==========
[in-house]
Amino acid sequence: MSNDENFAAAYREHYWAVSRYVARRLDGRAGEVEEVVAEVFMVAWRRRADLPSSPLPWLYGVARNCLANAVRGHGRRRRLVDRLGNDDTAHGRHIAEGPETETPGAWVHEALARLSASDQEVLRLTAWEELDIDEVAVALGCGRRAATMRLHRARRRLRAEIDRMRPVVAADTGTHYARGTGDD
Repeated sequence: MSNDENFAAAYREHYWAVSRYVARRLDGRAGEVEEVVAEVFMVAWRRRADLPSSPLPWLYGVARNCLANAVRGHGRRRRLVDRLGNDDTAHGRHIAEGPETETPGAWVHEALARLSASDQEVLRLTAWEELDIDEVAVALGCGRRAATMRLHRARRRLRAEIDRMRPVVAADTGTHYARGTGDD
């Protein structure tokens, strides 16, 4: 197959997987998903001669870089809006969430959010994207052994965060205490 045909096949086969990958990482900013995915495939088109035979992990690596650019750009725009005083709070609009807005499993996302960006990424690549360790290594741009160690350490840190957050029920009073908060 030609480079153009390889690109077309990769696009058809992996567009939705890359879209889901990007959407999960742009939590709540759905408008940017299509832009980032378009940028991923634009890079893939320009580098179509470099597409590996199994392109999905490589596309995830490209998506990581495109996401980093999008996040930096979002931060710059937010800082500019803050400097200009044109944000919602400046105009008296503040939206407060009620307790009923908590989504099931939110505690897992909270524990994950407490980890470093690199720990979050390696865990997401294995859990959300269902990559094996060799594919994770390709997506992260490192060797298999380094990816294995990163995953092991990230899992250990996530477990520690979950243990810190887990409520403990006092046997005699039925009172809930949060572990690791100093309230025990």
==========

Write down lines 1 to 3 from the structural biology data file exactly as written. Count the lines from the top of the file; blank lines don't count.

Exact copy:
[in-house]
Amino acid sequence: MSNDENFAAAYREHYWAVSRYVARRLDGRAGEVEEVVAEVFMVAWRRRADLPSSPLPWLYGVARNCLANAVRGHGRRRRLVDRLGNDDTAHGRHIAEGPETETPGAWVHEALARLSASDQEVLRLTAWEELDIDEVAVALGCGRRAATMRLHRARRRLRAEIDRMRPVVAADTGTHYARGTGDD
Repeated sequence: MSNDENFAAAYREHYWAVSRYVARRLDGRAGEVEEVVAEVFMVAWRRRADLPSSPLPWLYGVARNCLANAVRGHGRRRRLVDRLGNDDTAHGRHIAEGPETETPGAWVHEALARLSASDQEVLRLTAWEELDIDEVAVALGCGRRAATMRLHRARRRLRAEIDRMRPVVAADTGTHYARGTGDD